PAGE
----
Apartheid Made In USA
On May 22, I testified before Congress against the classification
of Americans by race or ethnicity. For an immigrant who grew up
first under National Socialism, then under Communism, the ability
to tell government what you think is thrilling. But in the capital
of the free world one should not have to argue that racial classification
is wrong. This city, after all, houses a Holocaust Museum "to
educate the living" about racial classification.
A subcommittee of the Committee on Government Reform and Oversight
is currently examining whether the existing classifications - Black,
American Indian/Alaska Native, Asian & Pacific Islander, and
White in the racial, Hispanic in the ethnic column - should be expanded.
Daniel K. Akaka, U.S. Senator from Hawaii clearly thinks so. He
opened the bid lobbying for "indigenous" status in favor
of 20% of his state's population.
Throughout the long afternoon, I was waiting for someone to make
reference to the Constitution or an act of Congress that would establish
some legal basis for granting privileged status to certain groups,
owing to their ancestry. If memory serves me right, all everyone
talked about were "guidelines in Directive No.15" of the
Office of Management and Budget - hardly an entity with legislative
When it was my turn, I recalled that the very concept of classifying
people based on origin was an invention of the National Socialists
in Germany, practiced extensively by the Bolsheviks of Russia. By
contrast, America's Founders set this nation on a course which combined
the highest ideals with the consistency of the law. The first "self-evident
truth" stated by the Declaration of Independence was that "all
men are created equal." The first purpose stated in the Preamble
to the U.S. Constitution was to "form a more perfect union."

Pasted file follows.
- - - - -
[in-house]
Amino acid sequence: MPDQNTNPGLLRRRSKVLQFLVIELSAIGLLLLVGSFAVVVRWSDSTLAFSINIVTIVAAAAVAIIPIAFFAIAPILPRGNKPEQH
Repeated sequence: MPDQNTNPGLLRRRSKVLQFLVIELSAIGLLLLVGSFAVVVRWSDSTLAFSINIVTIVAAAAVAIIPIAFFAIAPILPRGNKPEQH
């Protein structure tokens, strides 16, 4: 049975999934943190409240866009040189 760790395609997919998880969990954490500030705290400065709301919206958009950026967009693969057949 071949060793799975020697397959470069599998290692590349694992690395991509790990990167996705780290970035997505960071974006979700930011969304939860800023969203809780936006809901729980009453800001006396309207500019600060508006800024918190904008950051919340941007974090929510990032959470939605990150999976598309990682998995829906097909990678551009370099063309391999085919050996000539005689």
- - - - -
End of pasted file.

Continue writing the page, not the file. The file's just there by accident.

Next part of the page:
The Bill of Rights established that all rights are vested either
in persons as individuals or in "the people" as a whole.
The existence of groups was not contemplated.
Since people are unequal in every other respect, I continued, equal
standing before the law is the only form of equality that is possible
in the real world. It has been the noblest aspiration of mankind,
and is the most precious asset of the United States of America.
Ours was the first nation committed to it in the hour of its birth.
The history of America is the noble effort to make this noblest
of aspirations a reality. In contrast, the concept of classifying
people by ancestry is indefensible whether from the legal, the moral,
or the practical point of view.
I am not sure anyone heard me. The other 12 witnesses, and the
members of the Subcommittee seemed to be in a world of their own.
No one was in any doubt that privileges were appropriate one way
or another. The differences of opinion concerned only the manner
of distribution. There was the "me too" side, insisting
on additional classifications, especially for multi-racial persons.
The "over my dead body" side, already enjoying special
privileges, was close to panic lest their privileges may have to
be shared, perchance diluted.
Mrs. Susan Graham and her son, Ryan, testified in favor of expanded
classifications. Mrs. Graham is white, Ryan's father is black. What
is Ryan? If he is designated "black," it disregards his
mother's genes. To accommodate Ryan, Mrs. Graham argued, a bi-racial
category was needed. "My son cannot answer the first question
on a test," she reported, "since the first question of
every test concerns the student's race." Among the intolerable
conditions caused by the absence of a bi-racial classification,
Mrs. Graham noted that no medical data were available about the
special health risks multi-racial children face. Looking at Ryan,
a tall, bright, healthy-looking twelve-year-old, it was difficult
to comprehend her indignation.
Question time. Rep. Danny Davis (D-IL) of the Committee spoke at
some length about oppression and racism, and expressed the view
that Ryan was now "a role model for millions." He then
asked Ryan to speak about his plight. "Tell us," Mr. Davis
said, "have you suffered greatly from all the discrimination
that has come your way?"
With all eyes upon him, Ryan took his time. Then came the words:
"No - not really. We all get along just fine - really it's
a nice bunch of kids..." Mr. Davis covered his disappointment
as best he could.
Having arrived here in 1959, I know there was a long way to go
for Mr. Davis's generation. But the scene in Rayburn 2154 demonstrated
why we can't make progress. Ryan and, presumably, many others of
his generation are being programmed to feel disadvantaged and separate.
The contrast between his prepared statement - obviously written
by someone else - and his unrehearsed response provides a ray of
But here's the puzzle. Privilege, whether for individuals or groups,
is incompatible with the Constitution. Why is Congress seeking to
expand rather than to terminate racial classifications and group
What makes the defunct practices of Nazi Germany and Apartheid
South Africa more appealing in Washington than the U.S. Constitution?